Marketing: Billboards to Bill Stuffers

Wouldn’t it be great to display your message on a billboard where thousands of drivers could see it every day? Imagine seeing a large, colorful sign saying emergency physicians are specialists or are "medicine’s front line." While actual roadside billboards may be out of your financial reach, there are many forms of advertising you may consider to effectively deliver your messages.

Billboards come in many sizes. Mini-boards are often a smaller version of a billboard and are often displayed on shopping carts, inside buses and subways, and on park benches. Community and civic-center bulletin boards and stadium advertising are just a few more ways to creatively advertise. Depending on your budget and message (e.g., promoting a one-time event vs. delivering a safety message), you may consider various forms of advertising.

Use billboards or mini-boards to:

  • Gain support for causes (e.g., passage of legislation, attention for key issues).
  • Advertise events.
  • Deliver injury prevention or safety messages.

Local billboards provide message frequency and are an excellent tool for building awareness. Here are some tips for placing billboards in your area:

  • They are typically sold within each market in groups of 25, 50, 75, or 100 boards, based on market size and location of the boards.
  • Buy more boards for shorter campaigns (one to five months). Longer campaigns (six to 12 months) often require fewer boards.
  • Remember that pricing is negotiable. Specific board pricing will vary by market size and length of campaign.
  • Before you buy, be sure to take a tour of specific boards being considered. Look for potential viewing problems, such as growing trees, poor visibility, or short drive-by viewing times that could limit effectiveness.
  • Contact your local billboard company to arrange locations, timing and information on the size of billboard materials you will need.
  • Outdoor advertising companies are not required to provide public service messages; however many companies are willing to donate space for vital public education messages.
  • Contact a billboard company at least 30 to 60 days before you want to rent the space. Lists of billboard companies are easily found through a Standard Rate and Data Service directory of outdoor advertising firms, available at your local public library.
  • Remember, the community is the target audience. Therefore, billboard messages that contain information vital to the community are more likely to be read. Topics for your billboard may range from promoting events sponsored by your hospital to powerful messages on national issues such as emergency department overcrowding and bioterrorism.
  • Mini-boards or posters are the most popular types of billboards. You can have one designed to promote legislative action or send public safety messages. In addition, your message will most likely be seen by someone "waiting," so you can include more information than you would in a drive-by billboard. However, like any promotion, be sure your message is clear, catchy, and creative, and have it designed professionally.
  • Unlike billboards, mini-boards are much more affordable. Rental costs can range from $100 to $500. Production costs for mini-boards vary depending on their size. Sizes of mini-boards vary. Contact a billboard company or local advertising firm to obtain the proper size for the space you are considering (e.g., bus sign). Like billboards, companies are willing to donate space for public education messages.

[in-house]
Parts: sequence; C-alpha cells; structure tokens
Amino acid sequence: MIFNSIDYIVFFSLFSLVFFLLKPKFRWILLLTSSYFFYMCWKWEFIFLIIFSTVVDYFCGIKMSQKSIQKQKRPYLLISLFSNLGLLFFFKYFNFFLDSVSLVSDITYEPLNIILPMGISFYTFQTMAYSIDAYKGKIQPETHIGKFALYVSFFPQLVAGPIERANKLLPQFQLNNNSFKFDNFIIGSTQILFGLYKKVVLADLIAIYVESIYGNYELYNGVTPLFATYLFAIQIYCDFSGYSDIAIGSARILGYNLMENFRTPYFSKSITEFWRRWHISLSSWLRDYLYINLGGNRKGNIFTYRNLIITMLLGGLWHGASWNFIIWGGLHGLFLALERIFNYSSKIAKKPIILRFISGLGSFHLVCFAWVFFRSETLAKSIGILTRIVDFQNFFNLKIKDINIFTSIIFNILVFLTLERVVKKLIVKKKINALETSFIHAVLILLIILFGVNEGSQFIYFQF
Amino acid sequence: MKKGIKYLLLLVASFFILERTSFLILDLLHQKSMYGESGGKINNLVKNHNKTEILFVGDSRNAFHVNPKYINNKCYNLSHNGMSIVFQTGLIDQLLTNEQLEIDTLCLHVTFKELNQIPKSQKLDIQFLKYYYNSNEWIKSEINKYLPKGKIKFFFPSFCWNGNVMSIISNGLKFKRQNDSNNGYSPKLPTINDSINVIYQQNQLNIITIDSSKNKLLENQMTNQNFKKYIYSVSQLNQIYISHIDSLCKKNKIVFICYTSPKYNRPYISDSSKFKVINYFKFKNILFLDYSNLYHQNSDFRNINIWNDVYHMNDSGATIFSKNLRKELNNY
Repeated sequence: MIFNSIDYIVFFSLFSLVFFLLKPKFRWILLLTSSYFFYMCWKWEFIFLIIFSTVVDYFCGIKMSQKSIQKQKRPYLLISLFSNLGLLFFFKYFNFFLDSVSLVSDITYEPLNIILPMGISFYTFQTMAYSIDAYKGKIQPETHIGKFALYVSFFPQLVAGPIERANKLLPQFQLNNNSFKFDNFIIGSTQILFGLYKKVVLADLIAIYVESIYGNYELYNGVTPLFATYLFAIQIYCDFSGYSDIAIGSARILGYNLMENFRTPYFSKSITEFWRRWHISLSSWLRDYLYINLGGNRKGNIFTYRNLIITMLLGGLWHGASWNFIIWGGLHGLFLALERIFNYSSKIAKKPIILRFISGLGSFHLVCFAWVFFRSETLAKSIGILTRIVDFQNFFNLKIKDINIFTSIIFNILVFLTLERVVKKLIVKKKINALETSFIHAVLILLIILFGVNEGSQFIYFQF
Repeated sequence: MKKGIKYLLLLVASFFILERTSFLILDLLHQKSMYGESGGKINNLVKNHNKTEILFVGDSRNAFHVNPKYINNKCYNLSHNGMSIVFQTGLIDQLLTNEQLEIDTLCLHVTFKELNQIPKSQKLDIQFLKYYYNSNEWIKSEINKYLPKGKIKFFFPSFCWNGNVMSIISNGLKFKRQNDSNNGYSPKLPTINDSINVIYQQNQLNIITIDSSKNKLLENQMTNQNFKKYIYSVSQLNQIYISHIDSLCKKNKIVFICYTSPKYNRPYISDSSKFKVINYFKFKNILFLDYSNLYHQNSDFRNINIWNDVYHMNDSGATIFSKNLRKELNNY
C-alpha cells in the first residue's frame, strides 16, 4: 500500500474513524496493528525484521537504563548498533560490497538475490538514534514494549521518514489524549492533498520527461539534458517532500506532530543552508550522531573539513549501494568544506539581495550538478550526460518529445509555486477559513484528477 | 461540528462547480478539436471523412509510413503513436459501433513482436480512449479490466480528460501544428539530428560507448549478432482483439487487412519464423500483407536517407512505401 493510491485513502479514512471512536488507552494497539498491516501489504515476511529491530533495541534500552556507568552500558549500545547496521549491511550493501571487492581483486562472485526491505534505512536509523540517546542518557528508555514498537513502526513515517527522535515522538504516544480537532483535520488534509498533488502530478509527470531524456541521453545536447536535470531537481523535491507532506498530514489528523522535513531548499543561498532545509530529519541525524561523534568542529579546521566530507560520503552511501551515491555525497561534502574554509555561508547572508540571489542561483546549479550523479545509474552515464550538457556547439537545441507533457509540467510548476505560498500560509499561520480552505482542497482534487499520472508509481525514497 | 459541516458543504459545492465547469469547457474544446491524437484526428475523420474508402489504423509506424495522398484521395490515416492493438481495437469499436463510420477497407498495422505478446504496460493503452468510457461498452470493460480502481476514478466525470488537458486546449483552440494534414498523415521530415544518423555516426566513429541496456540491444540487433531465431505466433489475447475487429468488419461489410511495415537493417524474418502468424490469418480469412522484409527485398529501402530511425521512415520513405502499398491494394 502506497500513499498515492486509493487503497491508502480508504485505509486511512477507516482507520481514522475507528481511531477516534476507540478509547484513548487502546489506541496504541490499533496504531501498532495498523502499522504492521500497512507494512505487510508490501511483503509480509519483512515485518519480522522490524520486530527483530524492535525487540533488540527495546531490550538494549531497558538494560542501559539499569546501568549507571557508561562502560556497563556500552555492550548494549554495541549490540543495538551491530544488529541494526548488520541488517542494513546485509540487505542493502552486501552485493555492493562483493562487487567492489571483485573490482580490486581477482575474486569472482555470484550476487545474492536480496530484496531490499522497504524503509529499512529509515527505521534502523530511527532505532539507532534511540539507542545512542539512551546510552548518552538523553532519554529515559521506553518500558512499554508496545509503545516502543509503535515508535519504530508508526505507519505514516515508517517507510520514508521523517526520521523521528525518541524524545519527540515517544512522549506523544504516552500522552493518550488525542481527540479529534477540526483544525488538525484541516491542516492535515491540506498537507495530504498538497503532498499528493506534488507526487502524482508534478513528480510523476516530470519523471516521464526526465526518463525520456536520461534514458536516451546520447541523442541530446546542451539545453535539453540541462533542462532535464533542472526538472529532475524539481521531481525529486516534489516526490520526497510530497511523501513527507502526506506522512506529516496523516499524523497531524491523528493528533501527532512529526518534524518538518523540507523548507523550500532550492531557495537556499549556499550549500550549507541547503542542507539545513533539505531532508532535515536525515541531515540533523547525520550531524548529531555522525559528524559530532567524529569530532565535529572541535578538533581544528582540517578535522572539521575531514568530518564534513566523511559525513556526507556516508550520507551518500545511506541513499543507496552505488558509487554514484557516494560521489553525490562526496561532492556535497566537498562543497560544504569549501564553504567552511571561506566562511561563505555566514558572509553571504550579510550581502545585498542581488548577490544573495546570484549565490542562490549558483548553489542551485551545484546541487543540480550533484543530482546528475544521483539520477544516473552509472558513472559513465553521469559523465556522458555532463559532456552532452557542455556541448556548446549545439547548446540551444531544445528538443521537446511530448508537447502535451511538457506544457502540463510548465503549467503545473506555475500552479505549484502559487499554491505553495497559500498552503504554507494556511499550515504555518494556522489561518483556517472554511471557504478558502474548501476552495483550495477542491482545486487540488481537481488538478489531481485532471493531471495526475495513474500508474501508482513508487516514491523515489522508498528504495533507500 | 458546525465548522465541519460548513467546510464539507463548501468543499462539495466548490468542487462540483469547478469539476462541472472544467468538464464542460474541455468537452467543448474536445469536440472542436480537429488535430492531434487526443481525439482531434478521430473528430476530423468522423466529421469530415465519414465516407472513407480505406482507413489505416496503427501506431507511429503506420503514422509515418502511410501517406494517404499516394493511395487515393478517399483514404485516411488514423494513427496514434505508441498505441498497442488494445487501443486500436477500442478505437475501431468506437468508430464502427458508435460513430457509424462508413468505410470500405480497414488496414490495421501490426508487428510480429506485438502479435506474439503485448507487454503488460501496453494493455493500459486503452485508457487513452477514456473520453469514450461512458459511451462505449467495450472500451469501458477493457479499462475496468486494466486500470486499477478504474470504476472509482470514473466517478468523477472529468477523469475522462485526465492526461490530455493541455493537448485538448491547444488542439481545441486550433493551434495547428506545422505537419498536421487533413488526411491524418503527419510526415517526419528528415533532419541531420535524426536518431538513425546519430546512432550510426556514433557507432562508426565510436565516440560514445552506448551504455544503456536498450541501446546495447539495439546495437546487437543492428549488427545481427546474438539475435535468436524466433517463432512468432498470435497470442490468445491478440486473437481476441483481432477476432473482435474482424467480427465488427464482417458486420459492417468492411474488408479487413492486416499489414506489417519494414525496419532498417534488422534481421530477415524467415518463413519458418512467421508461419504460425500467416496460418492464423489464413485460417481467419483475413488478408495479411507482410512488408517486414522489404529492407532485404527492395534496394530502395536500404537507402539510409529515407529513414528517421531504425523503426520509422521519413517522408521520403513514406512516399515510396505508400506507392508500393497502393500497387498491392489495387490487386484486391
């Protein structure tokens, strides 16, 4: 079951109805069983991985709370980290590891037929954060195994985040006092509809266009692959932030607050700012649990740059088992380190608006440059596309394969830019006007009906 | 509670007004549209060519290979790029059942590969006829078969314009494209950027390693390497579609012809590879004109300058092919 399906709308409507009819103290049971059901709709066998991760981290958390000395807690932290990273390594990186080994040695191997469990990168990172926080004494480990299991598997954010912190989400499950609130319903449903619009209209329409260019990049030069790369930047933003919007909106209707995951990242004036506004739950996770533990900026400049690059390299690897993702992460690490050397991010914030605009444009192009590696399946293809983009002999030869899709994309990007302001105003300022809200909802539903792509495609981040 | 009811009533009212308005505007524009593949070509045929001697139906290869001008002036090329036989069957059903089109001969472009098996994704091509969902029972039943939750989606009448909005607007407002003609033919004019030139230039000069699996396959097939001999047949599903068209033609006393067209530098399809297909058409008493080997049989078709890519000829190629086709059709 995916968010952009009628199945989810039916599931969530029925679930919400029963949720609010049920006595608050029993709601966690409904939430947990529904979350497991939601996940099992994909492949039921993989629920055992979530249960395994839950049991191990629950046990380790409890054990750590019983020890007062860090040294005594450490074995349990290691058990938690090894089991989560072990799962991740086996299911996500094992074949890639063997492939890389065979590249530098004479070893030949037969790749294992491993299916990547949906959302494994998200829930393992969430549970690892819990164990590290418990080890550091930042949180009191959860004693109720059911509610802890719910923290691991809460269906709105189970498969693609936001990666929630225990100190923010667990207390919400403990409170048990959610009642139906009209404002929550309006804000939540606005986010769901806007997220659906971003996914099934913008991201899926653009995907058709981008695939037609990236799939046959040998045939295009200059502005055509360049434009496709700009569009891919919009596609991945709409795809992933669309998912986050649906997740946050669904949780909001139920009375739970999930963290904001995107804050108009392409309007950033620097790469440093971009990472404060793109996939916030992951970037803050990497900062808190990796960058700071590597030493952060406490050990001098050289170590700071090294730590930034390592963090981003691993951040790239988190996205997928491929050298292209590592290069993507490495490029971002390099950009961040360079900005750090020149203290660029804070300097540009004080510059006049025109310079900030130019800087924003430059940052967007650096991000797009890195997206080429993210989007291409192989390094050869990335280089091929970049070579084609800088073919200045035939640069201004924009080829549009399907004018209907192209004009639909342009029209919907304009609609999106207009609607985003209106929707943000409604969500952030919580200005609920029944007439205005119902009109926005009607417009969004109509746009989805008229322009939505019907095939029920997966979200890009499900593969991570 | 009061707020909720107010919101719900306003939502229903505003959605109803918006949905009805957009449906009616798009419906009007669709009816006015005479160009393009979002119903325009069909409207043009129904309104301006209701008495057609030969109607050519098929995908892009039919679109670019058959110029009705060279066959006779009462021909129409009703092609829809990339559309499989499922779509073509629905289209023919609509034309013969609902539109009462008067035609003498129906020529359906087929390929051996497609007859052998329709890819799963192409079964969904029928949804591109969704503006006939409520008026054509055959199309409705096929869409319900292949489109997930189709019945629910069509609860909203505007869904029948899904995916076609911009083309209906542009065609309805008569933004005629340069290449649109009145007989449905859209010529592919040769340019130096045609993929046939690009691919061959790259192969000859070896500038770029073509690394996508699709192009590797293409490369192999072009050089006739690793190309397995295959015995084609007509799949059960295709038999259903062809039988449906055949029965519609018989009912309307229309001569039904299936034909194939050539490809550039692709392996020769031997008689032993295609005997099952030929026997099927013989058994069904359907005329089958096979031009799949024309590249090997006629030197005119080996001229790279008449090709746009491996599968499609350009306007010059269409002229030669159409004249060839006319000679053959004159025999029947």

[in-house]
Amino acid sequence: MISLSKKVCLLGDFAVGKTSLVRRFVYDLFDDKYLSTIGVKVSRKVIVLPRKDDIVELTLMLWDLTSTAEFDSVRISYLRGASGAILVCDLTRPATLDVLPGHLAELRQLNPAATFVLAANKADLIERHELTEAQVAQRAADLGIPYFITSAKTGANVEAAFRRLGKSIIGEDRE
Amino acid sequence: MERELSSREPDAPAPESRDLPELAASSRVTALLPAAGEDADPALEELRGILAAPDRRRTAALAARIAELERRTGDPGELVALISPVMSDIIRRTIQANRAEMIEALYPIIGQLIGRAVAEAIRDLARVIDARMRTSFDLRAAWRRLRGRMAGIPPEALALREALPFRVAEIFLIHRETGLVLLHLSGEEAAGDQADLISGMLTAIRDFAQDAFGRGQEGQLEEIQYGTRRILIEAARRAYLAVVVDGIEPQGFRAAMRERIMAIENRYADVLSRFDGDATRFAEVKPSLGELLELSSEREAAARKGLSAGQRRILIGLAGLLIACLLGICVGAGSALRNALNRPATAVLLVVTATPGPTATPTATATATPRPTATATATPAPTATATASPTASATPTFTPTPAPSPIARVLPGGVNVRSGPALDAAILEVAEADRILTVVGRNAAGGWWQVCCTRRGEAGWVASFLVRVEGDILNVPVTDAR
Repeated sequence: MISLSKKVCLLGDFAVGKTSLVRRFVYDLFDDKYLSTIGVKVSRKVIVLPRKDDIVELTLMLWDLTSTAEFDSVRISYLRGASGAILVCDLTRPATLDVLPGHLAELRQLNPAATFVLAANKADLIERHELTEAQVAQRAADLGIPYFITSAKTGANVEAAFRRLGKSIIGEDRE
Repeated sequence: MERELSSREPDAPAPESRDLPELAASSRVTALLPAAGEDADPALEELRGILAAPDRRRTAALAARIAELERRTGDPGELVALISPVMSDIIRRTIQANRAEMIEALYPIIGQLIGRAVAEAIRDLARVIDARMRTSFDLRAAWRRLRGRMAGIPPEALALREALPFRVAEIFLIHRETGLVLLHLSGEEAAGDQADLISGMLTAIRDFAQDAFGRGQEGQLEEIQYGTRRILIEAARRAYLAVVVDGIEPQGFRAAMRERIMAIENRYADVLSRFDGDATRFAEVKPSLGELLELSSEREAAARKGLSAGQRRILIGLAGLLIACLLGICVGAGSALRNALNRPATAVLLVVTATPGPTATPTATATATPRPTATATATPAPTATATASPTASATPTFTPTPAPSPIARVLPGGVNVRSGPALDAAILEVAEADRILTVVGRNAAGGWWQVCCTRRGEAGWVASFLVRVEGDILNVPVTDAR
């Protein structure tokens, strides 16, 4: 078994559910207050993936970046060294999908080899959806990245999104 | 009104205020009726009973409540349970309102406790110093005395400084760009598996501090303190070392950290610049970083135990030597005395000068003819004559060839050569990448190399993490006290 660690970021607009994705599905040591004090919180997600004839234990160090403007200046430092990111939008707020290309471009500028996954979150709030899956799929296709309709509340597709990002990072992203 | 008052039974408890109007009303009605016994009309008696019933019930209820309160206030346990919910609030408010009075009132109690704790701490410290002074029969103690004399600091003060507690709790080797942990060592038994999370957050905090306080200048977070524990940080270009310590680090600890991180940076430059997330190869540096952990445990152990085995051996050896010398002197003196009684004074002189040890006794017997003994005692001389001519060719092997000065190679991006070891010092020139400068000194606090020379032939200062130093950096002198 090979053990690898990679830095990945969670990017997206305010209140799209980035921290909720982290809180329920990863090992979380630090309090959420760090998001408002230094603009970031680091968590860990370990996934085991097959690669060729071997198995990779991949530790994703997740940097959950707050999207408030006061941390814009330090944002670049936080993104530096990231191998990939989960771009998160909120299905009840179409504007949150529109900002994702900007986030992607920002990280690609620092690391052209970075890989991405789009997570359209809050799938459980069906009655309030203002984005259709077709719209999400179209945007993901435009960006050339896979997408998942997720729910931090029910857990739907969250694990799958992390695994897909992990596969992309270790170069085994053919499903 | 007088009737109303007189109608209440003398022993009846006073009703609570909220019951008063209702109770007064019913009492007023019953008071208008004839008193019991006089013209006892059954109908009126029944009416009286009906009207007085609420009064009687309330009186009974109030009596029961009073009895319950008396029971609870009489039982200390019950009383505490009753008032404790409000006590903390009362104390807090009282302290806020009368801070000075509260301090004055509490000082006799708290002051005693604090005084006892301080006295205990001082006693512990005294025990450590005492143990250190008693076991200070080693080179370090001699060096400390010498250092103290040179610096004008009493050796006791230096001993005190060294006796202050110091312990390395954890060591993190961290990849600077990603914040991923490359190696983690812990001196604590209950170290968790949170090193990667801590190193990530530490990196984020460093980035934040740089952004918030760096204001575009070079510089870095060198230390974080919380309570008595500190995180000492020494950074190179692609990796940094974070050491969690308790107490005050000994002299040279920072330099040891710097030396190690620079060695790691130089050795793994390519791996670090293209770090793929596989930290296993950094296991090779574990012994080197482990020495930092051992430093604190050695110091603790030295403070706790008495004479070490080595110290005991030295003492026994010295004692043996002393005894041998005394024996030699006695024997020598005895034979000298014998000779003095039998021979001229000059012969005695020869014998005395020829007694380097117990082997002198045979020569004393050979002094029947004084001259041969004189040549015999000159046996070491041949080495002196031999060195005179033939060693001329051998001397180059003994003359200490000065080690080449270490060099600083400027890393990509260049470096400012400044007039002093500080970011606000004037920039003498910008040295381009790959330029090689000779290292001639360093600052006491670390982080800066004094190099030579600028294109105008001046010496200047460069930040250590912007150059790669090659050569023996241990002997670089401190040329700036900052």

Bill Stuffers

"Bill stuffers," also known as bill inserts, bill enclosures, or print public service announcements, are promotional pieces inserted into mailing envelopes. These pieces are a form of direct mail and are often used by utility companies, retail businesses, and many others to advertise.

Use a bill stuffer to:

  • Explain the warning signs of a medical emergency.
  • Send seasonal health or safety messages.
  • Promote understanding of emergency medicine.
  • Promote an event.

Bill stuffers are an easy and cost-effective way to send public education messages. Local newspapers, magazines, and corporate and community newsletters include them in their mailings. Bank and utility companies include them in their bank statements, bills, and employee paychecks. Speak to representatives of these kinds of organizations about including your bill stuffer in their mailings. In addition, speak to the manager of your local grocery or pharmacy about distributing it with customer receipts. You also can ask local businesses to include bill stuffers along with their employees’ paychecks. Your hospital can send bill stuffers along with patients’ bills.
The size of your bill stuffer will vary depending on the size of the envelope. Before you create a bill stuffer, contact the company’s billing department to obtain the correct size. Common sizes include 7.5" x 2.5", 8" x 4", and 4.5" x 3.75". Check your mail, and keep samples of bill stuffers to help you decide which size you want to use.

Talk with your hospital’s public relations department about creating a bill stuffer with your message and getting permission to use the hospital’s logo. The design and printing of a bill stuffer may vary depending on the complexity of layout, quality of paper, and kinds of graphics, so always consider your budget before designing one. Your bill stuffer can have a powerful impact, whether it’s a black-and-white design or an eye-catching, but more costly, full-color format. A black-and-white bill stuffer easily can be duplicated on colored paper to attract attention in the envelope.

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